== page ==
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A crowd listens to Boston mayor Michelle Wu at an abortion rights rally following the Supreme Court decision to overturn Roe v. Wade. | Joseph Prezioso/AFP via Getty Images

How police can find out where you’ve been, and what you can do about it.

Tech companies are scrambling to adjust their data privacy practices in response to the Supreme Court’s decision to overturn Roe v. Wade and subsequent criminalizing of abortion in several states, as the larger public realizes that the data those services collect could be used to prosecute abortion seekers. Google, for example, recently announced that it will automatically delete location data if people visit medical facilities, including abortion clinics (it still, of course, collects that data). And the period tracker app Flo is introducing an “anonymous mode” that is supposed to let users delete any identifiable information from their profiles.

If you’ve never cared all that much about how and why you’re constantly being surveilled online before, you probably have a lot of questions about how all of this works now — especially when it comes to reproductive health data and what can be used against you. We’ve answered some of those questions here, from how scared you should be of period apps to what you can do to keep your private life private … as much as that’s possible, anyway.

Should I delete my period app?

This seems to be the biggest question people have about online privacy with regard to the Roe reversal. The short answer is: Yes. If you want to keep your reproductive health and menstrual data private — especially if you’re worried about that data being part of a criminal investigation — don’t put it in an app.

The longer answer is that when it comes to online privacy and health privacy, deleting a period tracker app is like taking a teaspoon of water out of the ocean. The current anxiety about period apps is understandable, given the purpose that they serve. But it’s also myopic. There are countless and more effective ways that interested parties can track your pregnancy status (expectant parents buy a lot of things, so knowing when someone gets pregnant to target them with ads can be lucrative) and law enforcement can do even more if they’re investigating you for getting an abortion in a state where it’s illegal (more on that later). The data from a period tracker app will only tell them so much, and it will only tell them the information you’ve given it.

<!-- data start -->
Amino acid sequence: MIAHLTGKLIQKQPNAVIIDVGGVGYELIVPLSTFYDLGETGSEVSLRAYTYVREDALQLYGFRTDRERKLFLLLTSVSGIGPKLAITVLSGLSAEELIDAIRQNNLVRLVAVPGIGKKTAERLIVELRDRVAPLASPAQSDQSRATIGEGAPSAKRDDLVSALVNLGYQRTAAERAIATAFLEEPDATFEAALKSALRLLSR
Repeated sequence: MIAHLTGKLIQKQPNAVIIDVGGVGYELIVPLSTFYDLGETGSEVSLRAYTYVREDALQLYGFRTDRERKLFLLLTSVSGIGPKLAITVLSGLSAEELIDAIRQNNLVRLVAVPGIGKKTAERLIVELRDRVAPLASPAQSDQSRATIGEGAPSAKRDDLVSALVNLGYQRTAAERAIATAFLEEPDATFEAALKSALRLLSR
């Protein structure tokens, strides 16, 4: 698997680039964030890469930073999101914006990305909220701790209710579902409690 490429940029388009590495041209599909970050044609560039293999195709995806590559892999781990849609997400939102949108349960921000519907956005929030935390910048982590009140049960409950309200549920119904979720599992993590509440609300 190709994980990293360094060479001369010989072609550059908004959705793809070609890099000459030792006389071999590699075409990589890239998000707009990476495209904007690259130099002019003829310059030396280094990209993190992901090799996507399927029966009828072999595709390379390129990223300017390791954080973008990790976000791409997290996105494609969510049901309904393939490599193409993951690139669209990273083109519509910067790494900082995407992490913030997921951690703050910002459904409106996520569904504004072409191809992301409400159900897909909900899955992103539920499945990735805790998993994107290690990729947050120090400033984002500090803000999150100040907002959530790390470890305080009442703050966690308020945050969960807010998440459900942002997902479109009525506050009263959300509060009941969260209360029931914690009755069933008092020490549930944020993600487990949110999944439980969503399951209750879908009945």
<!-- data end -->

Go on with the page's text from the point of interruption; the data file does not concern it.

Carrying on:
That said, period tracker or fertility apps have a bad reputation when it comes to privacy, and they deserve it. Flo was once caught sending data to various third parties including Facebook and Google, despite privacy policies indicating that it wouldn’t. Glow was dinged for “serious privacy and basic security failures.” Stardust shared user phone numbers with a third party, and its “end-to-end encryption” claims have been walked back.

Since a draft opinion indicating that Roe would be reversed leaked in May, and period apps got more scrutiny than perhaps ever before, many of them have scrambled to assure users that their data is safe or that they are implementing additional protections. While some period trackers are better than others, the only way to be sure that no one can get anything about you from a period app is not to use them at all.

Are there other ways to track my period that might be more secure than a period app?

Yes. People have been menstruating for as long as people have existed. Period apps, smartphones, and even the internet have only been around for a fraction of that time. If you keep track of your cycle on, say, a paper calendar, that data isn’t going to be sent to third parties or stored in some company’s cloud for law enforcement to access. Digital calendars exist, too, like Google’s Calendar and Apple’s iCal. You might feel better about those because they aren’t expressly for period tracking, and Google and Apple don’t send your data to third parties like some of those period apps do. But that doesn’t mean that data is completely protected, as I’ll explain later.